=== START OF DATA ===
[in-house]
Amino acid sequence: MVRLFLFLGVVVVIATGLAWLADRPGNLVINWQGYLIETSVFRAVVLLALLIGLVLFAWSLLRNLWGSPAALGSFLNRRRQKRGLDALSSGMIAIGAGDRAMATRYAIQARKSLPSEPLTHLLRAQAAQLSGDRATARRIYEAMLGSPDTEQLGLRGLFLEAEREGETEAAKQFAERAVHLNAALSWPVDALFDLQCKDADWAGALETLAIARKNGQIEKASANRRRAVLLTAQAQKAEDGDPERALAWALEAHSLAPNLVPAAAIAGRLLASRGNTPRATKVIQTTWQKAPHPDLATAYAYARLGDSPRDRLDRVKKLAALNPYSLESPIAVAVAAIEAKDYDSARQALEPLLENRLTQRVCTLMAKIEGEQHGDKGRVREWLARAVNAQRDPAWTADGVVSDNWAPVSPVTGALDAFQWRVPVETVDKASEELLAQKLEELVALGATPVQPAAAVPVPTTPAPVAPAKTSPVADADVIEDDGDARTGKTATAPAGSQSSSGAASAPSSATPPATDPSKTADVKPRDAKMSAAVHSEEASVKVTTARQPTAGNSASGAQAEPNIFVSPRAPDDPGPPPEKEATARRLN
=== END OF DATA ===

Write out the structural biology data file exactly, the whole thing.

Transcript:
[in-house]
Amino acid sequence: MVRLFLFLGVVVVIATGLAWLADRPGNLVINWQGYLIETSVFRAVVLLALLIGLVLFAWSLLRNLWGSPAALGSFLNRRRQKRGLDALSSGMIAIGAGDRAMATRYAIQARKSLPSEPLTHLLRAQAAQLSGDRATARRIYEAMLGSPDTEQLGLRGLFLEAEREGETEAAKQFAERAVHLNAALSWPVDALFDLQCKDADWAGALETLAIARKNGQIEKASANRRRAVLLTAQAQKAEDGDPERALAWALEAHSLAPNLVPAAAIAGRLLASRGNTPRATKVIQTTWQKAPHPDLATAYAYARLGDSPRDRLDRVKKLAALNPYSLESPIAVAVAAIEAKDYDSARQALEPLLENRLTQRVCTLMAKIEGEQHGDKGRVREWLARAVNAQRDPAWTADGVVSDNWAPVSPVTGALDAFQWRVPVETVDKASEELLAQKLEELVALGATPVQPAAAVPVPTTPAPVAPAKTSPVADADVIEDDGDARTGKTATAPAGSQSSSGAASAPSSATPPATDPSKTADVKPRDAKMSAAVHSEEASVKVTTARQPTAGNSASGAQAEPNIFVSPRAPDDPGPPPEKEATARRLN